for your research and a section with electronic reserves.

        I’ll provide additional readings along the way, and there may be small changes in the
subjects of class sessions. (The most likely change is that on one or more days that are set aside
for lab work and consultation, we’ll use part of the class session to take up specific subjects.)
Because the central goal of the class is to help you to write the best possible prediction paper,
readings and class sessions will be changed when doing so will provide you with additional help.
Let me know when there is a subject that you would like to take up in class in order to get help
with an aspect of your work on the papers.

                                      I. Introductory matters

A. Introduction to the course


       Handout: Choosing cases and justices

B. An overview of the Supreme Court


       Handout: An introduction to the Supreme Court

C. Reading and responding to scholarly articles

       Handout: Writing the theory paper
       Handout: Understanding statistical analyses
       Susan Harter and Shauna Rienks, “APA Publication Guidelines Mini-Manual”
       Writing Center, University of Wisconsin, “APA Documentation”

                                 II. A Theory of the Supreme Court

A. Justices’ policy preferences and decisions


      C. Herman Pritchett, “Divisions of Opinion Among Justices of the U.S. Supreme Court,
1939-1941,” American Political Science Review 35 (October 1941), 890-898.

       Jeffrey A. Segal, Lee Epstein, Charles M. Cameron, and Harold J. Spaeth, “Ideological
Values and the Votes of U.S. Supreme Court Justices Revisited,” Journal of Politics 57 (August
1995), 812-823.

B. Law and policy in decisions


       Jeffrey A. Segal and Harold J. Spaeth, “The Influence of Stare Decisis on the Votes of
United States Supreme Court Justices,” American Journal of Political Science 40 (November
1996), 971-1003.

       Jack Knight and Lee Epstein, “The Norm of Stare Decisis,” American Journal of Political
Science 40 (November 1996), 1018-1035.

       Herbert M. Kritzer and Mark J. Richards, “The Influence of Law in the Supreme Court’s
Search-and-Seizure Jurisprudence,” American Politics Research 33 (January 2005), 33-55.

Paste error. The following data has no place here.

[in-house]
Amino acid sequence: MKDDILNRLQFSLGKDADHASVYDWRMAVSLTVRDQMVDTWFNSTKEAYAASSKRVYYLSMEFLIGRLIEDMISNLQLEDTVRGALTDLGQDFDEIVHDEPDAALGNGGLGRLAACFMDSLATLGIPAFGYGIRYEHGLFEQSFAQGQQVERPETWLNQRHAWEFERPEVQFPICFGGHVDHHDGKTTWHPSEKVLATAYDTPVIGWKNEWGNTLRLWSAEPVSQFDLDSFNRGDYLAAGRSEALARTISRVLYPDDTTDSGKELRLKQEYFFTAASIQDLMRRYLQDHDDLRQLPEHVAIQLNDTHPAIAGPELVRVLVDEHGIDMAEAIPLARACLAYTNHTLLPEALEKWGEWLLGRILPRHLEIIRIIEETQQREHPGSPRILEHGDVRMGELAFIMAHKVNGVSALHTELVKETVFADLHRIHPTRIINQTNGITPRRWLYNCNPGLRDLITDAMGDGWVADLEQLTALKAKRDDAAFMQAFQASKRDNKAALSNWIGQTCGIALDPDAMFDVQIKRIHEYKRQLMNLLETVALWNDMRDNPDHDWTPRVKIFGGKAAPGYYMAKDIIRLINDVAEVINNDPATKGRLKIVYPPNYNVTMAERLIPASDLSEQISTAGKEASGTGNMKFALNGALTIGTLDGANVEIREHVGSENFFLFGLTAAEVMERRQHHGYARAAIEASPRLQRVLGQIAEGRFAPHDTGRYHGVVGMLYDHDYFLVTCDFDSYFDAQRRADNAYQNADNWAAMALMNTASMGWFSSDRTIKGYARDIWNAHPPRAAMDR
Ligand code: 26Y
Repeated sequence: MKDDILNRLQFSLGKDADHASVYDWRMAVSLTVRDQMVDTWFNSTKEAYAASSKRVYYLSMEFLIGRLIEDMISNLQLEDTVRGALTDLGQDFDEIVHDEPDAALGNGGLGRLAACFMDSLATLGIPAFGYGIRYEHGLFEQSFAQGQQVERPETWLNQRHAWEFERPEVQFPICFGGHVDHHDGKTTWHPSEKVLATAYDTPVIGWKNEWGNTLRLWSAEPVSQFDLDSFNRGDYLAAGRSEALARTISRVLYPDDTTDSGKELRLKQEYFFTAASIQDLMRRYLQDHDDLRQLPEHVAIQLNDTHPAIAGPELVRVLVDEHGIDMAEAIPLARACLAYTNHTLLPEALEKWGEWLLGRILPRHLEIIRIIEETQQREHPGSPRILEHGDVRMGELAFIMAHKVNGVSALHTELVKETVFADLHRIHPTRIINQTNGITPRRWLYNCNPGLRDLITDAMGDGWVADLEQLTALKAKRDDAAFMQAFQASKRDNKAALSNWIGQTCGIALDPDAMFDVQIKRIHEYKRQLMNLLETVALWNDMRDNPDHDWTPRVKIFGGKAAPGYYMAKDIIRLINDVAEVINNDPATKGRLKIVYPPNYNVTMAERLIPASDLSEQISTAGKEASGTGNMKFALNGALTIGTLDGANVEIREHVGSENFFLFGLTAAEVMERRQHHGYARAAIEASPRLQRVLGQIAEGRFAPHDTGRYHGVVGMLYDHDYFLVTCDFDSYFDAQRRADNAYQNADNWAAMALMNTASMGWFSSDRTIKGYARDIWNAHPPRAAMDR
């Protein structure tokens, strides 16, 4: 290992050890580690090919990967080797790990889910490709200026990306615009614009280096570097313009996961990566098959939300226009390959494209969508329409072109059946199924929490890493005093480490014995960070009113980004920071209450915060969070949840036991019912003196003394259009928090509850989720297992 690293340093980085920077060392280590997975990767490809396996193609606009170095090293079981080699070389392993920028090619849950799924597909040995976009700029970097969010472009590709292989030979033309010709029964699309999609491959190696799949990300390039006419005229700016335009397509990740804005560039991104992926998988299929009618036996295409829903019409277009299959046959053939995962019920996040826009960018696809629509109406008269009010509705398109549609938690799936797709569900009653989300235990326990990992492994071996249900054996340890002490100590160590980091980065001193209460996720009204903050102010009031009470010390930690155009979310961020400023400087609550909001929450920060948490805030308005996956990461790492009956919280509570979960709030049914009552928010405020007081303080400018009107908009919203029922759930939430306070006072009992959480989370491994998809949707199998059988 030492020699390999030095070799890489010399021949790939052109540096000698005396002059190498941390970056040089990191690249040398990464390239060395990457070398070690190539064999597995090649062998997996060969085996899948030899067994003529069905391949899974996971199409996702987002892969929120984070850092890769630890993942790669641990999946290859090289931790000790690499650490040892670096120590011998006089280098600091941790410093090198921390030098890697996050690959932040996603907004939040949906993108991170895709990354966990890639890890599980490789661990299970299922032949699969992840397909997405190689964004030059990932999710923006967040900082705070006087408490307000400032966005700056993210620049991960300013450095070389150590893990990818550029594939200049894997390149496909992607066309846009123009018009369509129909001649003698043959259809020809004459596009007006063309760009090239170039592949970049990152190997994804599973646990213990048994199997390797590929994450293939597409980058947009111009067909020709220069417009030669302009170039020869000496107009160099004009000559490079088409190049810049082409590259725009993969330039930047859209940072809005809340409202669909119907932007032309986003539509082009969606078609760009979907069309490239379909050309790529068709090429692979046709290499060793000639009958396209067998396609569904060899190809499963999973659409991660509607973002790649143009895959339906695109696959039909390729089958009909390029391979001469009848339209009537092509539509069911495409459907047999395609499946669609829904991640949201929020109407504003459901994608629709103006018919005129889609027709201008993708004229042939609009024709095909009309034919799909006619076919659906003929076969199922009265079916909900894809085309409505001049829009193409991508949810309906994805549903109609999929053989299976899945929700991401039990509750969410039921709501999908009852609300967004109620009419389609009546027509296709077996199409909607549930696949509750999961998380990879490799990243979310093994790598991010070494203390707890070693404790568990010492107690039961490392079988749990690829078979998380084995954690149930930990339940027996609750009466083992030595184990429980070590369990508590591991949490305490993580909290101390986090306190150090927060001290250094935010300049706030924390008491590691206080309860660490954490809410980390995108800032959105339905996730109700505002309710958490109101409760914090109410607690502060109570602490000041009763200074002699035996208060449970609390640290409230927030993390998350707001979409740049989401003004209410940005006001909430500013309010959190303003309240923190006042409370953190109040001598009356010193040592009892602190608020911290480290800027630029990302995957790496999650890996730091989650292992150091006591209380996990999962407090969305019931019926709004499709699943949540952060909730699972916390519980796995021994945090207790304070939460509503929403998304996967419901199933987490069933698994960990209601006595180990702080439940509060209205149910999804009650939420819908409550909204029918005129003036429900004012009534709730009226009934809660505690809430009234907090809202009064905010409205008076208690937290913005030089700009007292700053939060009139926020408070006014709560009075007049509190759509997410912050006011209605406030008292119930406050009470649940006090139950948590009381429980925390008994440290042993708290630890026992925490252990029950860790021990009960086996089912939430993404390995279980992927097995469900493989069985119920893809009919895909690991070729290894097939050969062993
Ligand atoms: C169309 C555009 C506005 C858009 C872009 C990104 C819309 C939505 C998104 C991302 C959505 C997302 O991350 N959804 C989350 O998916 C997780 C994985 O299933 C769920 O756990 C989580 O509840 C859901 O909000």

Robert M. Howard and Jeffrey A. Segal, “An Original Look at Originalism.” Law and
Society Review 36 (2002), 113-134.

C. Strategy and decisions


        Paul Wahlbeck, James F. Spriggs, and Forrest Maltzman, “Marshalling the Court:
Bargaining and Accommodation on the United States Supreme Court,” American Journal of
Political Science 42 (January 1998), 294-315.

      Kevin T. McGuire and James A. Stimson, “The Least Dangerous Branch Revisited: New
Evidence on Supreme Court Responsiveness to Public Preferences.” Journal of Politics 66
(November 2004), 1018-1035.

      Timothy R. Johnson, “The Supreme Court, the Solicitor General, and the Separation of
Powers,” American Politics Research 31 (July 2003), 426-451.

D. Developing a theory of the Supreme Court

                                             III. The case

A. The decision-making process


       Handout: Writing the case paper

B. Data sources on cases


       Handout: Information sources for legal materials

C. Understanding legal briefs and court decisions


       Materials in Scott v. Harris (2007)
       Handout: Citing legal sources

D. Tracking the development of the law

                                         IV. The justices

A. The Supreme Court Database


      Harold J. Spaeth, The Original United States Supreme Court Judicial Database, 1953-
2005 Terms: Documentation (“codebook”)
      Sara Benesh, “Becoming an Intelligent User of the Spaeth Databases”

       Handout: Using the Supreme Court Database
       Handout: Statistical analysis of the justices’ records

B. Other sources on the justices


       Handout: Writing the prediction paper
       Handout: Researching justices

C. Identifying the justices’ positions on issues


       Handout: Using past votes to predict votes in the current case

D. From research to paper

                                      Class Schedule by Day

        Dates on which we will take up each topic are listed below, along with the due dates for
papers. As the schedule by day indicates, some class sessions will be set aside for students’ lab
work on the papers and consultation with me, and there probably will be some time on other
days for lab work. As noted earlier, we may deviate a bit from the schedule where that would be
useful in providing you with material and preparation that will be helpful to you.

September 19           Introduction to the course

September 24           An overview of the Supreme Court
                       Reading and responding to scholarly articles

October 1              Justices’ policy preferences and decisions
                               CHOICES OF CASES AND JUSTICES DUE

October 3              Law and policy in decisions

October 8              Strategy and decisions

October 10             Developing a theory of the Supreme Court

October 15    The decision-making process
                    THEORY PAPERS DUE (beginning of class)

October 17    Data sources on cases

October 22    Understanding legal briefs and court decisions

October 24    Tracking the development of the law

October 29    Lab and consultation session

October 31    Lab and consultation session

November 5    The Supreme Court Database
                    PAPERS ON CASES DUE (beginning of class)

November 7    Identifying the justices’ positions on issues

November 14   Other data sources on the justices

November 19   From research to paper

November 21   Lab and consultation session

November 26   Lab and consultation session

November 28   Lab and consultation session

November 30   PREDICTION PAPER DUE (12 p.m.)